After the final speaker concluded, the bishop stood at the pulpit, thanked the meeting's speakers, and then said: "We have a change in the closing hymn. It now will be," and he opened the note and read aloud, "Bishop, there's a mouse in the organ — what should I do?"
Submitted by Jay A. Schneider, Taylorsville, Utah
Here is a direct quote from a letter I received from my niece. I thought it was interesting.
"(A relative) shared an interesting story about some of the protesters (at the Twin Falls Idaho Temple open house). Apparently they are hired by some opposing church to stand there and chant. One day one of the protesters said to one of the ushers directing traffic that he needed to use the restroom and could he possibly go inside the church to do so. The usher said, 'Sure, I'll even hold your sign.' The man returned and said, 'I don't assume I would be allowed to go inside the temple.' The man said, 'Sure you can. I'll hold your sign while you go through the tour,' and told him where to go to join a tour group. A little while later the man returned to the usher and said, 'It's not what they told us it was. You can keep the sign,' and he got in his car and drove away.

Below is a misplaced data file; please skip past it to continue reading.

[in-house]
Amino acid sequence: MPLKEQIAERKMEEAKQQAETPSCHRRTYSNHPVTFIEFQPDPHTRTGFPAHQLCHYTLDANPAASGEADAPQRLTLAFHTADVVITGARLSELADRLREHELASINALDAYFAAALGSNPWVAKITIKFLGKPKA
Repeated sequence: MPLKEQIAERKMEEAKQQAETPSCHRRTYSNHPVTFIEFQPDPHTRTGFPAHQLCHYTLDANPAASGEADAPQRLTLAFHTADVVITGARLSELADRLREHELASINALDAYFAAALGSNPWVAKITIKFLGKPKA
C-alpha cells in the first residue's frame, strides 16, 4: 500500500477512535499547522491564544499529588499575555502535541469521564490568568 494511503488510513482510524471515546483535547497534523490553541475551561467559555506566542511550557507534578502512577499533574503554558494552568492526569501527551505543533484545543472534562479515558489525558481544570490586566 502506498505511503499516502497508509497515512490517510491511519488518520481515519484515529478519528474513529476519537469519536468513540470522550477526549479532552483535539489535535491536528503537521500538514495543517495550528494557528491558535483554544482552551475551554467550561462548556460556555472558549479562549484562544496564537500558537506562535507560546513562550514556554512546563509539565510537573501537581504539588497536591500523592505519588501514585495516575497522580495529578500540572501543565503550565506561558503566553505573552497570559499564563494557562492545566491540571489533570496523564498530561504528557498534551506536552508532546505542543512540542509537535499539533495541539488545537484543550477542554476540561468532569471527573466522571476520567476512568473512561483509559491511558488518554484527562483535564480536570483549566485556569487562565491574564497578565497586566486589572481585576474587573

Here's one in the same letter, from a nephew:
"There was a boy in the Raft River Ward who did not want to speak on his assigned topic, so spoke instead on the topic of obedience."
Submitted by Berneice Neeley, Salt Lake City
Years ago we visited friends in Charleston, Wasatch County, during the winter. Our son, who was about 3 years old, had never been in the cold weather. We were just getting out of church when our son ran outside. He then came running back in and yelled, "the cows are smoking." This of course got those around laughing. He did not know what happened when you breathe hot air into the cold air.
Submitted by Norm Rasmussen, West Valley, Utah
My 5-year-old grandson and I were playing with Legos. He was building a garage. I was building a temple. He looked at mine and said, "I will finish it for you, Grandma."
He found a yellow Lego and put it on top. That is "Romoni!" he said.
I spelled it out for him to get the proper name. We were both happy.
Submitted by Carol Searle, Midvale, Utah